Cape Cod ART 2016

Artist Profile: Tjasa Owen

Cape Cod Art  /  Annual Art 2016 / ,

Writer: Amanda Wastrom

Artist Profile Tjasa Owen

“Seaside” acrylic and oil pastel on canvas 36” x 48”

The experience of viewing Tjasa Owen’s seascapes falls somewhere between paging through an old photo album and drifting off into a sunny summer daydream. As memories and dreams so often are, the tone of Owen’s work is simultaneously rich, evocative, and ambiguous. There is a feeling of something slipping away, or missing, or just slightly out of reach.

Memories, travels, and old journals provide fertile terroir for Owen’s work. “I have a studio full of sketchbooks,” she says. “I’m painting postcards of where I want to be, sending them back out into the world.”

Owen’s paintings feature a beachy palette, assertive brushwork, and often, writing, scribbling, and old stamps. She is not interested in re-creating nature or a particular place. Rather, it is more the feeling, the memory that she translates into either oil or watercolor. “It is a playfulness that I enjoy immensely,” Owen says. “Sometimes it is really abstract; sometimes it is really realistic.”

Certain motifs appear again and again: dunes, low tide, masses of beach grass, meandering beach paths. “They have no beginning,” Owen explains. “Sometimes I start with the sky and just work my way down. But it is totally imagined. It evokes such a memory for me—walking through dunes to the ocean not knowing what was on the other side.”

While Owen calls San Francisco her home, it is New England that holds her heart. As a child, she spent summers and weekends on Block Island. Her father eventually sold the family home there, which left Owen feeling unmoored and heartbroken. “I just felt like I didn’t have my footing,” she says. “Dear friends of mine had a cottage in Cummaquid. I fell in love right away.” Cape Cod echoes many of the things Owen loved about Block Island: “There are so many hidden pockets where you feel like you go back in time,” she says. “You can’t wipe the smile off my face as I drive down 6A.”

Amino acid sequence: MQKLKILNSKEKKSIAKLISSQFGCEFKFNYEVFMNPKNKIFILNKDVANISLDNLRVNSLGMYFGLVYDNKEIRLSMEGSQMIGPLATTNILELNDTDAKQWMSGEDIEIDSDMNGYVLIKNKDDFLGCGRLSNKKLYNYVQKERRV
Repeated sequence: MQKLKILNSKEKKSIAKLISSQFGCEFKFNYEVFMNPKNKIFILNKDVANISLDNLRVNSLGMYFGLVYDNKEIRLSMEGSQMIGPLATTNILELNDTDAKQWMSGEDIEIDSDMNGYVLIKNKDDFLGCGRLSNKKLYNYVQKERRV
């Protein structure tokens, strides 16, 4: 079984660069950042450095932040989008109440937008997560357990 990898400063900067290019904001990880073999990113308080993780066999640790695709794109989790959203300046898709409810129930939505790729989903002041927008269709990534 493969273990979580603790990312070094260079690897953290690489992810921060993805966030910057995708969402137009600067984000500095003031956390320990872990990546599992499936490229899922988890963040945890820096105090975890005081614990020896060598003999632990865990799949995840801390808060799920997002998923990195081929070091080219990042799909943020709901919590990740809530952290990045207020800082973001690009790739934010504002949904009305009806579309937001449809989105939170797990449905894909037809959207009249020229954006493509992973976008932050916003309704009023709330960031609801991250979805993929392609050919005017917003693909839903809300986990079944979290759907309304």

Owen grew up in an artistic household and originally pursued art history and interior architecture. While she was attending school for interior architecture, a teacher noticed some of her small watercolors sitting on her drafting table and connected her with a gallery. That connection resulted in her first show—an exhibit of large-scale seascapes on paper—and gave her the confidence she needed to take a leap and become a full-time painter.

While Owen’s work has evolved, the subject matter has remained consistent. “Painting for me is so seaside driven,” she says. “Most people who come into my studio say, ‘Oh, you’re from New England,’ and I reply, ‘Is it that obvious?’”– Amanda Wastrom


Tjasa Owen is represented locally at Four Eleven Gallery, 411 Commercial Street in Provincetown, and at Eisenhauer Gallery, 38 N. Water Street in Edgartown. Her website is

Amanda Wastrom

Amanda Wastrom is a writer based in East Sandwich, where she lives with her husband and kids, a flock of chickens, an overgrown garden, and some feisty honeybees. With a background in education, art, and history, she also works as a curator and designer for museums and galleries throughout the region. She has interviewed many local artists in recent years for Cape Cod LIFE’s annual Cape Cod ART issue, and in 2016 she penned an article on a prestigious exhibit of Japanese artwork on display at Falmouth’s Highfield Hall & Gardens.